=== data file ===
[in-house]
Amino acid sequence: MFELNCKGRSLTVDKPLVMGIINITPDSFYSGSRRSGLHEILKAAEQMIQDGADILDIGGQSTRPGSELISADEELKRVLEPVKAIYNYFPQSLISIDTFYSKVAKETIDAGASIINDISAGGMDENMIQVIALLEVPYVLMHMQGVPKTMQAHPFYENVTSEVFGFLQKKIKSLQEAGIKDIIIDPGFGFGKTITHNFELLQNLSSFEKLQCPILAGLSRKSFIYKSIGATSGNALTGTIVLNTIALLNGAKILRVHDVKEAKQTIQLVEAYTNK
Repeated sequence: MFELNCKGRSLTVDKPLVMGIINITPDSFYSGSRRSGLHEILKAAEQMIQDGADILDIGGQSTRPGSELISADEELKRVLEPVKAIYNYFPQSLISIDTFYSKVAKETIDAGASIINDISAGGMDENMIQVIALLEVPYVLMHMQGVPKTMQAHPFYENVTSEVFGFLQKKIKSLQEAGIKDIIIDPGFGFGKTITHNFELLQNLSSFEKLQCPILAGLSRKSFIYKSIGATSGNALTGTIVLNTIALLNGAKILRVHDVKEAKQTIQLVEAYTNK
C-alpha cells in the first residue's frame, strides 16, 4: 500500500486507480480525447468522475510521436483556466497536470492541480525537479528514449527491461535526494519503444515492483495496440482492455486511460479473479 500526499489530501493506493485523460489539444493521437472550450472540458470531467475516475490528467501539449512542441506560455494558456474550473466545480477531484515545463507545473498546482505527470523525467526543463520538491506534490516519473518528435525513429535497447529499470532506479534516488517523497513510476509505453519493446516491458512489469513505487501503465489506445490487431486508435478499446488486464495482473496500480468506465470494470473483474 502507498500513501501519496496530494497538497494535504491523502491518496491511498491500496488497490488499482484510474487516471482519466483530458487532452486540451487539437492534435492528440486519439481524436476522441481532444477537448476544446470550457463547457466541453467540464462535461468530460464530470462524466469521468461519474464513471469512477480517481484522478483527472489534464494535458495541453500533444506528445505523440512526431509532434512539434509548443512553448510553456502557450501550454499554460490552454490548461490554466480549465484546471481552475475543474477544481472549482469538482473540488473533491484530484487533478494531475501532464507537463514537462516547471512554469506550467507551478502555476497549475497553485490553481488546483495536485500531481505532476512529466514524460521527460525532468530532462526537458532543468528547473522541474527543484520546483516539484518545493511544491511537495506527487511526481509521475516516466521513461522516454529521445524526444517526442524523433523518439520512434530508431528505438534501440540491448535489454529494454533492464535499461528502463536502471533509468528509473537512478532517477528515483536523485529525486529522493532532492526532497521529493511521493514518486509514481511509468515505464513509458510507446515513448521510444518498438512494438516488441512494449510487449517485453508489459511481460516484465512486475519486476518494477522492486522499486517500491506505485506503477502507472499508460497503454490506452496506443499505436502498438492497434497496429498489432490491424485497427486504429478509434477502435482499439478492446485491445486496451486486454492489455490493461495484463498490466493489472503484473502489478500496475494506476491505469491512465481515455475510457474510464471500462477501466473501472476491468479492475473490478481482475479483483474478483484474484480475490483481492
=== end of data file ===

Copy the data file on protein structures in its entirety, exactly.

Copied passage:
[in-house]
Amino acid sequence: MFELNCKGRSLTVDKPLVMGIINITPDSFYSGSRRSGLHEILKAAEQMIQDGADILDIGGQSTRPGSELISADEELKRVLEPVKAIYNYFPQSLISIDTFYSKVAKETIDAGASIINDISAGGMDENMIQVIALLEVPYVLMHMQGVPKTMQAHPFYENVTSEVFGFLQKKIKSLQEAGIKDIIIDPGFGFGKTITHNFELLQNLSSFEKLQCPILAGLSRKSFIYKSIGATSGNALTGTIVLNTIALLNGAKILRVHDVKEAKQTIQLVEAYTNK
Repeated sequence: MFELNCKGRSLTVDKPLVMGIINITPDSFYSGSRRSGLHEILKAAEQMIQDGADILDIGGQSTRPGSELISADEELKRVLEPVKAIYNYFPQSLISIDTFYSKVAKETIDAGASIINDISAGGMDENMIQVIALLEVPYVLMHMQGVPKTMQAHPFYENVTSEVFGFLQKKIKSLQEAGIKDIIIDPGFGFGKTITHNFELLQNLSSFEKLQCPILAGLSRKSFIYKSIGATSGNALTGTIVLNTIALLNGAKILRVHDVKEAKQTIQLVEAYTNK
C-alpha cells in the first residue's frame, strides 16, 4: 500500500486507480480525447468522475510521436483556466497536470492541480525537479528514449527491461535526494519503444515492483495496440482492455486511460479473479 500526499489530501493506493485523460489539444493521437472550450472540458470531467475516475490528467501539449512542441506560455494558456474550473466545480477531484515545463507545473498546482505527470523525467526543463520538491506534490516519473518528435525513429535497447529499470532506479534516488517523497513510476509505453519493446516491458512489469513505487501503465489506445490487431486508435478499446488486464495482473496500480468506465470494470473483474 502507498500513501501519496496530494497538497494535504491523502491518496491511498491500496488497490488499482484510474487516471482519466483530458487532452486540451487539437492534435492528440486519439481524436476522441481532444477537448476544446470550457463547457466541453467540464462535461468530460464530470462524466469521468461519474464513471469512477480517481484522478483527472489534464494535458495541453500533444506528445505523440512526431509532434512539434509548443512553448510553456502557450501550454499554460490552454490548461490554466480549465484546471481552475475543474477544481472549482469538482473540488473533491484530484487533478494531475501532464507537463514537462516547471512554469506550467507551478502555476497549475497553485490553481488546483495536485500531481505532476512529466514524460521527460525532468530532462526537458532543468528547473522541474527543484520546483516539484518545493511544491511537495506527487511526481509521475516516466521513461522516454529521445524526444517526442524523433523518439520512434530508431528505438534501440540491448535489454529494454533492464535499461528502463536502471533509468528509473537512478532517477528515483536523485529525486529522493532532492526532497521529493511521493514518486509514481511509468515505464513509458510507446515513448521510444518498438512494438516488441512494449510487449517485453508489459511481460516484465512486475519486476518494477522492486522499486517500491506505485506503477502507472499508460497503454490506452496506443499505436502498438492497434497496429498489432490491424485497427486504429478509434477502435482499439478492446485491445486496451486486454492489455490493461495484463498490466493489472503484473502489478500496475494506476491505469491512465481515455475510457474510464471500462477501466473501472476491468479492475473490478481482475479483483474478483484474484480475490483481492